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Is Your Business at Risk for a Lawsuit?

Some businesses and organizations are facing lawsuits related to non-compliance with the Americans with Disabilities Act (ADA). Websites are covered by the ADA but WCAG compliance guidelines are confusing for many.

In fact, a 2019 WebAIM Million study of large and small businesses found that 98% of their web pages violated disability rights.

What is WCAG?

WCAG stands for Web Content Accessibility Guidelines which provides general guidelines to make a website accessible to individuals with disabilities. While WCAG is not a law, it was created under the ADA which the U.S. Department of Justice determined applies to websites.

There are three (3) levels of WCAG compliance - A, AA, and AAA. Accessibility involves a wide range of disabilities, including visual, auditory, physical, speech, cognitive, language, learning, and neurological disabilities. AA level is often recommended as it meets the “reasonable access” standard and is most sustainable.

Who must comply with WCAG?

As a digital marketing agency, we’re not qualified to provide legal advice nor interpret DOJ recommendations or any ADA laws applicable to businesses and organizations, but according to Userway, a leading ADA compliance service for websites, the following businesses and organizations must be in ADA compliance:

  • Businesses that employ over fifteen staff members and operate more than twenty weeks a year,

  • Charities and NGOs

  • Local and state agencies and government bodies

Because there are still no definitive U.S. Government guidelines for what makes a website ADA compliant, businesses and organizations must rely on the WCAG Guidelines.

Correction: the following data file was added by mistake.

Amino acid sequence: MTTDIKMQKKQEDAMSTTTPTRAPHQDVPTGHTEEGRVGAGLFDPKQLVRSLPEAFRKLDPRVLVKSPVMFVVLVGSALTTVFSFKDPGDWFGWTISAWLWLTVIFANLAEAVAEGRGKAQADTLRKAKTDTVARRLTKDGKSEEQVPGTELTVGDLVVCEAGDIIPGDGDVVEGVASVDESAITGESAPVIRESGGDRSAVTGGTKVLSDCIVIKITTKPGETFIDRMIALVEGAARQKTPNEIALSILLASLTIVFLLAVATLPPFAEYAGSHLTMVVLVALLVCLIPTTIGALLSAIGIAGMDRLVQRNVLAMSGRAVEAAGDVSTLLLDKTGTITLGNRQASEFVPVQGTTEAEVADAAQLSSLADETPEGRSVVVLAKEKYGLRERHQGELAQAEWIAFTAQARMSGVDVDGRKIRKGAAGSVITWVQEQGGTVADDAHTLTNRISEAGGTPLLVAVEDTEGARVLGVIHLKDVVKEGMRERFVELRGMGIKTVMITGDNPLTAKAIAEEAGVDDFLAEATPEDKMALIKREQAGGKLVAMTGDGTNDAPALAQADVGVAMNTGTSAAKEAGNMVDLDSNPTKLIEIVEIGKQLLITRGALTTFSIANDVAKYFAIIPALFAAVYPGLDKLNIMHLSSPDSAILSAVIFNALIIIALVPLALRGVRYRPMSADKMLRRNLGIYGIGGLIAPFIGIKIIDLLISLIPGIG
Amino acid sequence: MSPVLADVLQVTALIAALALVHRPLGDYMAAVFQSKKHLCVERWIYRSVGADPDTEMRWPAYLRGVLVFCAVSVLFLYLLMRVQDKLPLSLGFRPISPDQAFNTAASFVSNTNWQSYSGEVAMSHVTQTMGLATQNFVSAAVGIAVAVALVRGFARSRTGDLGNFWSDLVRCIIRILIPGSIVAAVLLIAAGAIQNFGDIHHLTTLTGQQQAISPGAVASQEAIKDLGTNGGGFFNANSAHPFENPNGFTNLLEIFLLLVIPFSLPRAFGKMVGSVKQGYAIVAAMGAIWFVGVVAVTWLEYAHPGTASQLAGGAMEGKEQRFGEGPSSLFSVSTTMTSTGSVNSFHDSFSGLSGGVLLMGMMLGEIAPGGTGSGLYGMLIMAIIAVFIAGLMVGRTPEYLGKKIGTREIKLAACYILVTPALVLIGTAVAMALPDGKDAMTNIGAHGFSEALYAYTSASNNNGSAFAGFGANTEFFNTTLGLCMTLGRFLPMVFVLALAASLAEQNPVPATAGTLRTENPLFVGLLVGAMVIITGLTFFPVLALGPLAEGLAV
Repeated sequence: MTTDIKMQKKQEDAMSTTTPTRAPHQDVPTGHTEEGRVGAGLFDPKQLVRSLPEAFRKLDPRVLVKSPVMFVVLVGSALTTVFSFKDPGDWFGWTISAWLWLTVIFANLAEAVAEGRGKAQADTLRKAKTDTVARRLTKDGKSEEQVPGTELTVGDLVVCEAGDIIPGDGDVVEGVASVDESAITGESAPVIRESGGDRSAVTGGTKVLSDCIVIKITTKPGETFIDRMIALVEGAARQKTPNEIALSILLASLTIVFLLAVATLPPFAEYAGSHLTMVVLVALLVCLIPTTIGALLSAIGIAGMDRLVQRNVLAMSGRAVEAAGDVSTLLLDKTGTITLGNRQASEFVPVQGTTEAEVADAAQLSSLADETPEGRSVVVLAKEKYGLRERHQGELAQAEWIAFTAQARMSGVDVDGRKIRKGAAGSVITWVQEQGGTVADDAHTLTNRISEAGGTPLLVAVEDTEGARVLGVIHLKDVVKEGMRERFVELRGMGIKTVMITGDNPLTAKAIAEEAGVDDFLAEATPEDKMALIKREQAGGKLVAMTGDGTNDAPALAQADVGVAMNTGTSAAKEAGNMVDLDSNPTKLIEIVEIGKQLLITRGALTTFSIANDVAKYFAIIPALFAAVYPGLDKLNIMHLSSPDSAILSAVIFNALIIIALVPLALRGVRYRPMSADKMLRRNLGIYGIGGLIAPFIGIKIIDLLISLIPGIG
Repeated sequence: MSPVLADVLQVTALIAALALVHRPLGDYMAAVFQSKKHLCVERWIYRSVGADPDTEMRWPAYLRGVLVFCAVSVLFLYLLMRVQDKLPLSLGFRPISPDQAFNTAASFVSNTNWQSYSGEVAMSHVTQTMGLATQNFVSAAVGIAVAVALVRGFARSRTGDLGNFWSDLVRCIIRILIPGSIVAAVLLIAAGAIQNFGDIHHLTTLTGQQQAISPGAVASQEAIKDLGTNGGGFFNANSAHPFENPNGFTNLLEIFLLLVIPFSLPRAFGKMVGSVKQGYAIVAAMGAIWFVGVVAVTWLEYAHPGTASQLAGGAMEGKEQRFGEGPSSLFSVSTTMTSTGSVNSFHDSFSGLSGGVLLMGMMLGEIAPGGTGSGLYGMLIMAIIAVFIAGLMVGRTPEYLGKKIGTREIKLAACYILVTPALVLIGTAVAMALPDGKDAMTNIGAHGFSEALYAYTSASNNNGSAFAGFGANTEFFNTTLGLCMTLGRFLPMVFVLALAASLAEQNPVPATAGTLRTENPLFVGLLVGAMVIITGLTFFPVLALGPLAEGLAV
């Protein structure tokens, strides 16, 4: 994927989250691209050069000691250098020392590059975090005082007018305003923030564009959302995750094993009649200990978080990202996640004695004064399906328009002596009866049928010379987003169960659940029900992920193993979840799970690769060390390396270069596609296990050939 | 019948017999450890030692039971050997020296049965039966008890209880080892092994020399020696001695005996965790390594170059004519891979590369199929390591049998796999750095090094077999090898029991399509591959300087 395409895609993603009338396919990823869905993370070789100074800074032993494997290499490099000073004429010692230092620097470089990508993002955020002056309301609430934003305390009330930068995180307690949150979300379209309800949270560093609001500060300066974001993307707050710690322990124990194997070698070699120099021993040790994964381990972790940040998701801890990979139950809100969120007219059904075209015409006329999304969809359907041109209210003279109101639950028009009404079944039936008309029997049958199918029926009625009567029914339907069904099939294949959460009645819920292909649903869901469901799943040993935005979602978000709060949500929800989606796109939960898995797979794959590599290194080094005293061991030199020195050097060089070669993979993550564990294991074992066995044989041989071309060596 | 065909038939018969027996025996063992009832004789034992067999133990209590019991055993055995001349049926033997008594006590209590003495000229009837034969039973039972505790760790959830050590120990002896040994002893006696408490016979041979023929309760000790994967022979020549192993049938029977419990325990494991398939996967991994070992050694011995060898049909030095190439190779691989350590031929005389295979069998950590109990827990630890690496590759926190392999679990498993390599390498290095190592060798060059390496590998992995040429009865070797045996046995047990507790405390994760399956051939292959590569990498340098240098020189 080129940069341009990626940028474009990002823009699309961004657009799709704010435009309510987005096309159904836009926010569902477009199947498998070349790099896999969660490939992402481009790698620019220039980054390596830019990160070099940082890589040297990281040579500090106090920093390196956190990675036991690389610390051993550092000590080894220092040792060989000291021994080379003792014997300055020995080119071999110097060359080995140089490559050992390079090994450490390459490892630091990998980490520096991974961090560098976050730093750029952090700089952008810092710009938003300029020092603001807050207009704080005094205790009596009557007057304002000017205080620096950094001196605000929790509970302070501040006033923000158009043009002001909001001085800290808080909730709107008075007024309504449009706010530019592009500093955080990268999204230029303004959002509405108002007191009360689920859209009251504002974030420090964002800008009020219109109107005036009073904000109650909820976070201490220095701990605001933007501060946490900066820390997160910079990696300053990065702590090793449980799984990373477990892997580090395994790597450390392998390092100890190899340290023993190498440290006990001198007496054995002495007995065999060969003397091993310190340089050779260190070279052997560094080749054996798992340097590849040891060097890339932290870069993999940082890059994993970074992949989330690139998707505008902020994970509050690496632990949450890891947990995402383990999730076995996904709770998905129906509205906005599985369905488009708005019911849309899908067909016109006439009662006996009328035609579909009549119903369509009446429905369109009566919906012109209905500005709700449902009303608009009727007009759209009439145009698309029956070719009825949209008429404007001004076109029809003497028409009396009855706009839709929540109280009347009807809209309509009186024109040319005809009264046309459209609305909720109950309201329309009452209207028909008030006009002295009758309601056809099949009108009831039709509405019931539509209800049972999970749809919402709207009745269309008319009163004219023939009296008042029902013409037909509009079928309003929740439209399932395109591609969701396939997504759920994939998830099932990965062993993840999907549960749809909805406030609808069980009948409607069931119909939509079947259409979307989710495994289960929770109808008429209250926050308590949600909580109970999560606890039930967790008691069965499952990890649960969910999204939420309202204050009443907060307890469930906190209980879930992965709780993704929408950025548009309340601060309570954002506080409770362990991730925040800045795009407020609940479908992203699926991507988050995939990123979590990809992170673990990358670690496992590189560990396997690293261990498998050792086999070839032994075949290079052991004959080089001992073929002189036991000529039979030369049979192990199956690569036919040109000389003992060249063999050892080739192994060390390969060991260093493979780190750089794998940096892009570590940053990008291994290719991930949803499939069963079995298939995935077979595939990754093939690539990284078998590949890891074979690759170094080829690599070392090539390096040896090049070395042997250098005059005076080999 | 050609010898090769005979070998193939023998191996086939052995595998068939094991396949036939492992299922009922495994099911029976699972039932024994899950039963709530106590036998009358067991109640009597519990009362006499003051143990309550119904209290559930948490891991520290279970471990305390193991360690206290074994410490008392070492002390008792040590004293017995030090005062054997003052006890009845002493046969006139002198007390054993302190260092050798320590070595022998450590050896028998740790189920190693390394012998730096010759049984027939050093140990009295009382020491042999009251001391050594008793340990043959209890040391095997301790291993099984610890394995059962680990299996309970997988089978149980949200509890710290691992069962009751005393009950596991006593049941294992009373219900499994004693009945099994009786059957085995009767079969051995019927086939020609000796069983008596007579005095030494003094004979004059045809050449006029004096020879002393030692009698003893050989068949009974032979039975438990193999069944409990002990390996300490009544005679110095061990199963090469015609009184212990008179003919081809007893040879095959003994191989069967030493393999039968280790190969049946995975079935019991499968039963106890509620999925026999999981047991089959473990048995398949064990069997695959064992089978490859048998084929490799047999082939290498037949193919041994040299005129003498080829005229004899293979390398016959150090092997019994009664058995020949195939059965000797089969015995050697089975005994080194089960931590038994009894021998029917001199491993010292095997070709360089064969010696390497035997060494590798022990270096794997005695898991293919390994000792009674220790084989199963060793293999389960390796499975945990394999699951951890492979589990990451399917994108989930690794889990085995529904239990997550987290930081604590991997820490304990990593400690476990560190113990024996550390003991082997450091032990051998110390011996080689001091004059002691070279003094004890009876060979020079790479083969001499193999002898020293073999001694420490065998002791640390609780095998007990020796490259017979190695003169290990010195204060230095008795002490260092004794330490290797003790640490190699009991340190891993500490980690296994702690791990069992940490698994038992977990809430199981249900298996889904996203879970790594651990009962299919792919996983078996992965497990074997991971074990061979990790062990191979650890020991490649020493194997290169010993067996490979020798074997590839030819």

Why businesses and organizations are concerned about compliance

There has been a significant increase in website accessibility lawsuits in recent years where plaintiffs claim they can’t access websites because they are incompatible with assistive technologies. In such cases, plaintiffs usually cite ADA Title III violations. Title III violations apply to public accommodation and commercial entities. Title II applies to state and local government entities.

The U.S. Department of Justice has interpreted Title III of the ADA to include websites as places of public accommodation, while Title I requires employers with 15 or more employees to comply. A website that is fully accessible is not at risk of receiving a demand letter claiming ADA violations.

How can you avoid legal risk?

Our team at Flair helps mitigate risk because many of the compliance standards are the same as the features we integrate for Search Engine Optimization (SEO), User Experience (UX) and Design Best Practices. These include, but are not limited to: Alt Text (describing what is in an image or video), use of high contrast colors, minimum size fonts and proper text spacing.

To ensure accessibility, we’ve integrated the Userway widget into our own website and that of many clients. Userway states its paid plan widget integration complies with WCAG Level AA, AA and AAA guidelines.

Beware of random online information and companies that claim to sell expensive compliance services. At the bottom of this article, we provide direct links to the U.S. Department of Justice and Americans with Disabilities Act (ADA) reference resources.

Accessibility Can Boost Your Business

There are more than One Billion people with disabilities. Helping them navigate the content of your website is not only compassionate, it helps improve the customer experience, access and loyalty to your business or organization.

Want to know more?

Contact Flair Communication today to learn more about how your website can perform better for your business or organization! 540-940-2801 or


Please note this information is provided as a courtesy and is not intended to provide legal counsel nor business legal advice. Flair Communication recommends consulting a licensed attorney for legal advice.

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